Toward a multi-dimensional understanding of Guanxi: A study of business ethics in the Chinese banking industry

The Business Review
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Journal Article
The Business Review, Cambridge, 2009, 12 (2), pp. 38 - 43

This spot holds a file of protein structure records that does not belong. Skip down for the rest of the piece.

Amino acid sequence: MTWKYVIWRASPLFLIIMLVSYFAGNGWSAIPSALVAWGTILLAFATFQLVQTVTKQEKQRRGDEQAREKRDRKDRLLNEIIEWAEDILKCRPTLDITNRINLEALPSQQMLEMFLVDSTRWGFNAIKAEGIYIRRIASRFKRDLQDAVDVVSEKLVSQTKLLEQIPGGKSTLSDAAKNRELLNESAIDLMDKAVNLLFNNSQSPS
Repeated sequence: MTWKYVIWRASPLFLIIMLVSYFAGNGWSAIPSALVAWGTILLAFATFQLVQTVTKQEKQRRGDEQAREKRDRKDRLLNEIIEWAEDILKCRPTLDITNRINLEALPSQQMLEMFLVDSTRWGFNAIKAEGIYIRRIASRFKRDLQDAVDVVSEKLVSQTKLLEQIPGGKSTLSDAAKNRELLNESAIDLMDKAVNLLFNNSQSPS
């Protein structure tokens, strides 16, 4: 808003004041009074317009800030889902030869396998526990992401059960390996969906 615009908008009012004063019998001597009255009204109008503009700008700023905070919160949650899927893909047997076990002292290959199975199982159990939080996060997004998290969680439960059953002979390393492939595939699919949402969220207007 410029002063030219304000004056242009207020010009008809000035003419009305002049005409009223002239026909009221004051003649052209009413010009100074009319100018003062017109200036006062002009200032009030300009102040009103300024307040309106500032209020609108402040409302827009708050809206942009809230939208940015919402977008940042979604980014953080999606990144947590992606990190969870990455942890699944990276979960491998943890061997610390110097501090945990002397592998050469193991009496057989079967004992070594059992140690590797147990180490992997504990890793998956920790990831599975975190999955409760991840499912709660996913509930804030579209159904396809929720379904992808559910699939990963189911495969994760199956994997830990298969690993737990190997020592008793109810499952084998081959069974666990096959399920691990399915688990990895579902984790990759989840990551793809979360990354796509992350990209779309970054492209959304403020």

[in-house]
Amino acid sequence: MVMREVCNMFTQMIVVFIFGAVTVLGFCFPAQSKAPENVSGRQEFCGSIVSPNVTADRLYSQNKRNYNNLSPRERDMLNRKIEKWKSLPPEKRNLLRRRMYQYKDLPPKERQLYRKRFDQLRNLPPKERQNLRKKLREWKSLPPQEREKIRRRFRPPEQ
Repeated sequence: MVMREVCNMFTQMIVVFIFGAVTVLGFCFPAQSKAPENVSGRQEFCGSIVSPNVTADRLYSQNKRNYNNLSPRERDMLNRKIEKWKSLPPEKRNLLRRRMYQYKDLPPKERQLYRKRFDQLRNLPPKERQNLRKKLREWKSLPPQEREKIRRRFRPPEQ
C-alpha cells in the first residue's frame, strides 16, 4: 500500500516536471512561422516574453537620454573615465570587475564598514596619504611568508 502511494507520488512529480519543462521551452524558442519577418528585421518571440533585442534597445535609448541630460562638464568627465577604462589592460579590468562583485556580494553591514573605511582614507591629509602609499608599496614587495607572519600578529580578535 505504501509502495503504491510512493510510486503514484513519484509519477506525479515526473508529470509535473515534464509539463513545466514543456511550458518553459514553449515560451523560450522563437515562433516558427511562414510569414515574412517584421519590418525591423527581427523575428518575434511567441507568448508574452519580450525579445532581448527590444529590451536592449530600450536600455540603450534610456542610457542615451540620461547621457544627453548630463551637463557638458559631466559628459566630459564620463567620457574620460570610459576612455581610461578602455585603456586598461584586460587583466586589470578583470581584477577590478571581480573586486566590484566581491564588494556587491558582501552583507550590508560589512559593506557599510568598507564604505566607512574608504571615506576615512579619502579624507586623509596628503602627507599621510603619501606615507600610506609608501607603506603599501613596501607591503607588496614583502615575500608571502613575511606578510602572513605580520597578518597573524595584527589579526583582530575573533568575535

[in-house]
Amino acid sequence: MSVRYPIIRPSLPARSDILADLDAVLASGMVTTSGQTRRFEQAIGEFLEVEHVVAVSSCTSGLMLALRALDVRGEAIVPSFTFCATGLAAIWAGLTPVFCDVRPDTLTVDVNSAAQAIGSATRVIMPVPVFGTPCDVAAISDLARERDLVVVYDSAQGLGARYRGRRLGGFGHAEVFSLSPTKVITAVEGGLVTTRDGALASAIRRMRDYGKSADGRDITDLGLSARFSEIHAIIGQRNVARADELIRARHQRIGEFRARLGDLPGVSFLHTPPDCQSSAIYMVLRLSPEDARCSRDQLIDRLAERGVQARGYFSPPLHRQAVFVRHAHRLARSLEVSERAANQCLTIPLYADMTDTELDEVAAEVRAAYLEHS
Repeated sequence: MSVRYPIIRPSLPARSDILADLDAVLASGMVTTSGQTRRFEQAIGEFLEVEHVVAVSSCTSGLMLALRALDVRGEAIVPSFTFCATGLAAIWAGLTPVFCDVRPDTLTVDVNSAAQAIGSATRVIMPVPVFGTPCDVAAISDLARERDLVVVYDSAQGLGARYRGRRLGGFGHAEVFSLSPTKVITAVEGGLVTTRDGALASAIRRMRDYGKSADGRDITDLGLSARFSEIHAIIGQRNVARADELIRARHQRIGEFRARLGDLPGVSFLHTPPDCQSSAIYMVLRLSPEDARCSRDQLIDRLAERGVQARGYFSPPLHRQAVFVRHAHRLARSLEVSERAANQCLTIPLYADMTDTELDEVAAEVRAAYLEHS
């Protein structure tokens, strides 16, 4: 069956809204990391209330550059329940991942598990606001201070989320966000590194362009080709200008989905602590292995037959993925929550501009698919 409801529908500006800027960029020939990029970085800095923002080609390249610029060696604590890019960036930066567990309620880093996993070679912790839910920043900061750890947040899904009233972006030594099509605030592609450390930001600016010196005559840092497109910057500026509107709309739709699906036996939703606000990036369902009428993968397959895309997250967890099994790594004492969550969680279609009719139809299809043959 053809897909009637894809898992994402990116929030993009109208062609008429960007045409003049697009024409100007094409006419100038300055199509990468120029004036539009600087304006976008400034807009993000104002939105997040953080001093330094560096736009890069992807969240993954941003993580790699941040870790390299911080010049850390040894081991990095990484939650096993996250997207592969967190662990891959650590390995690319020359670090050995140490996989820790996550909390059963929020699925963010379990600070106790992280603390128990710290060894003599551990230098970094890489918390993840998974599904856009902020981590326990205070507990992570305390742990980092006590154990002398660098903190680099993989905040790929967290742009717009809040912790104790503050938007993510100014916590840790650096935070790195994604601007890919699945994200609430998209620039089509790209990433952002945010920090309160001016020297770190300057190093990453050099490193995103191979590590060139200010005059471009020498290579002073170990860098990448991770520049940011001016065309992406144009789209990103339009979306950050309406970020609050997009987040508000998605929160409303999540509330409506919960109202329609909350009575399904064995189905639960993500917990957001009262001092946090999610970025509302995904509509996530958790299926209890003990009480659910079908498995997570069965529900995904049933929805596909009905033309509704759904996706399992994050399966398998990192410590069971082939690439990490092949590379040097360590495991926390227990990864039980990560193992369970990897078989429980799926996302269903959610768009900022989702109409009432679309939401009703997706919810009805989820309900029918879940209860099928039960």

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Guanxi, or social connections, has received increasing attention in the literature as the Western world grapples with the complexity of doing business with China. However the concept is often oversimplified in Western writings on business ethics. Networking and connections are seen as a business necessity, but on the other hand guanxi has been associated with corruption and calculative means of doing business. This study examines different dimensions of guanxi and their relationship to traditional vs modern value orientations. The study finds guanxi comprises two dimensions, one representing traditional Chinese values of reciprocity and face and the other a more modern networking style not dissimilar to that emphasised in the West. The need for a multi-dimensional approach to Guanxi is emphasised and discussed. Guanxi is a Chinese word literally translated to mean `social connections, and regarded as a key determinant to business success in modern Chinese society, particularly mainland China (Luo, 2000; Leung, Wong & Wong, 1996). Since the open-door policy was introduced in 1978, China began to change from a planned economy to a market-oriented system. In the face of increasing business contact between mainland Chinese and foreigners in the late 1970s, the word `guanxi has become popular business jargon in English (Gold ,Guthrie, & Wank, 2002). Nowadays, guanxi is used by Chinese and non-Chinese speakers to mean a mainland Chinese way of networking. Guanxi is different from the western approach of networking although they share some similarities. While they both are concerned about `knowing the right person, Chinese guanxi has a uniquely Chinese dimension of `reciprocity. Given the word `guanxi was not found in the old Chinese dictionary, some scholars argue that the concept of guanxi was a `new thing emerging in the late Cultural Revolution (1966-1976) and prospering in the economic reform period
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